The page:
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UNC vs. Tennessee: Moments that changed the game

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What contributed to the twists and turns of UNC’s win over the Volunteers

NCAA Basketball: North Carolina at Virginia Geoff Burke-USA TODAY Sports

In any basketball game, the game isn’t won or lost in the final minute. This is especially true, counterintuitively, in games that come down to a few points. A win (or loss) comes from a body of work, and sometimes it’s difficult to determine what factors played a key role. In Sunday’s game vs. Tennessee, Justin Jackson’s layup and Brandon Robinson’s tip-in put the Heels up for good.

But, what else happened on Sunday evening that got the game to that point? What happened after those plays that sealed the win? Some possible answers to those questions are “basketball plays,” involving players running fast, jumping high, or shooting accurately. Others, the ones that I’ll focus on below, are different kinds of plays. They’re the decisions that don’t show up on the stat sheet or the box score, but change the game nonetheless. There were a few in Sunday’s game that were perceived with various levels of significance, but proved to be momentous after the fact.

An early, “pointless” timeout.

The first seemingly insignificant, but key moment was with 10:41 left in the half when Tennessee was up 18-13. As many of you saw, the Vols were shooting pretty well at that point, and had built a small lead on Carolina. After getting the ball off of a miss by Luke Maye, the Volunteers looked out of sync on offense. They weren’t getting any movement, so they called a timeout on the floor.

Watching the game, I was a little puzzled by this. Normally when a play breaks down on offense, the point guard hunts the ball and pulls it out. This time, Tennessee resorted to a timeout when they simply didn’t seem like they needed one. Rick Barnes gathered his team, got everyone on the same page, and set up a play. Not three seconds after inbounding the ball after the timeout, Kyle Alexander was laying the ball in to go up 20-13. That was part of a 12-2 run by the Volunteers that extended their lead to 15.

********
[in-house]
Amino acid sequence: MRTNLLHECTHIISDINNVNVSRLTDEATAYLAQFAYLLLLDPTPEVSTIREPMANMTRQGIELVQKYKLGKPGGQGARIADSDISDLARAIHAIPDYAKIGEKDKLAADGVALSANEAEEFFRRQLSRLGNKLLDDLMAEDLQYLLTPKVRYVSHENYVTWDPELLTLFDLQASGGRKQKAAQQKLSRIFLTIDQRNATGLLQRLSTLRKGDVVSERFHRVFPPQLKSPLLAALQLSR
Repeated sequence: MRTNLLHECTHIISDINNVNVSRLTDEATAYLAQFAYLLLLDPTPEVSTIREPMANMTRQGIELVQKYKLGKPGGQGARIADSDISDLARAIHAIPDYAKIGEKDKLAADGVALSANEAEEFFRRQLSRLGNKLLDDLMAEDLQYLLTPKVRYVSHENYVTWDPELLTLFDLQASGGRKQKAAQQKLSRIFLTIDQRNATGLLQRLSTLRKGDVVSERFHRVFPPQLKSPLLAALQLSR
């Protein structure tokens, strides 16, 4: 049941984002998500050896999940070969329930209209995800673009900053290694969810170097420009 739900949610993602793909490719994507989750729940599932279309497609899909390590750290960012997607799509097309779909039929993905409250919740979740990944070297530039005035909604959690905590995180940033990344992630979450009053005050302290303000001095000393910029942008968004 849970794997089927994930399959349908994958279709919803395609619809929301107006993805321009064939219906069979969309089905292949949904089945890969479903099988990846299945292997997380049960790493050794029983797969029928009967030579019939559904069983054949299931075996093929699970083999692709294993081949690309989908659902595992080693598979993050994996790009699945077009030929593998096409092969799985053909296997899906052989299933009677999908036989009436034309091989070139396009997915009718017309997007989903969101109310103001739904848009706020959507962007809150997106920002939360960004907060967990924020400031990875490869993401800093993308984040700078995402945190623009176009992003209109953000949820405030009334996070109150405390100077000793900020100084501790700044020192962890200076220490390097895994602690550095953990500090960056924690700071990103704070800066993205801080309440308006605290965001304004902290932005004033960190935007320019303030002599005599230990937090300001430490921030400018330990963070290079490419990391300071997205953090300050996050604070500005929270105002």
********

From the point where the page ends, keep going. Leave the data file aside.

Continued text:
At the time, it seemed silly to call a timeout 14 of the way through the game. However, it allowed Tennessee to regroup, and get an easy inbound bucket to keep the momentum going. Basketball is a game of runs, and confidence is contagious. The Vols players knew they needed to get a quality look at the basket to keep their momentum, and that’s why they called a timeout. Without it, they might not have built the lead and confidence they did early in the game.

Stilman White: Coach on the floor

It’s no secret that Roy Williams doesn’t like to call timeouts. As frustrating as it is, we as Carolina fans have to trust that it will teach the guys how to figure things out for themselves, like he says it will. I feel confident that Coach Williams would have let his players figure it out with 20 seconds left in the half. Stilman White didn’t want to.

Being the point guard, and therefore the leader of the offense, he didn’t like what he saw. Now, this wasn’t the last 20 seconds of the game. It was the last 20 seconds of the half. It probably didn’t seem very important in the grand scheme of things. This is except for what the timeout let to. Carolina emerged from the timeout and ran a curl for Justin Jackson that enabled him to score one of his trademarks floaters just before time expired. It was his first basket of the game, which surely boosted his confidence right before heading to the locker room.

Jackson then immediately followed that floater with a no-look pass for a Kenny Williams layup, and then a layup of his own to cut the lead to two. Justin Jackson only had seven points on Sunday, and four of them game at arguably some of the most important points of the game. Where did it start? A tactical decision by Silman White to get all of his guys on the same page.

Tony Bradley for Kennedy Meeks

It was one key decision that helped solidify the win for Carolina. With 8.9 seconds left, and Carolina up by one, Kennedy Meeks snagged Kenny Williams’ miss and was fouled immediately. Meeks missed the first free throw, and sunk the second to give UNC a two-point lead. It would have been completely justifiable for Coach Williams to leave the senior forward in the game for the final play of the game. He didn’t.

After Meeks made his second free throw, he was replaced by his taller and longer teammate, Tony Bradley. Bradley went on to block Lamonte Turner’s layup, and seal the win for the Tar Heels. Who knows if Kennedy Meeks would have done the same thing if he were in the game. It doesn’t really matter. What matters is that Coach Williams knew that Bradley could be effective on defense during the last play of the game, and he was. It was a basketball play that kept Tennessee from tying the game, but it wouldn’t have happened without Roy Williams’ calculated decision.

The three events listed above that changed the game weren’t players performing athletically. Plenty of plays where they did made the game what is was, but not without people performing mentally. Sometimes some intangibles are irrelevant on the surface, but have much more of an impact upon a closer look. These “plays” made UNC vs. UT the back and forth game that it was.

Watch the full replay of Sunday’s win vs. Tennessee here, and tune in at 5:45 on Saturday to watch the Heels take on Kentucky in the CBS Sports Classic.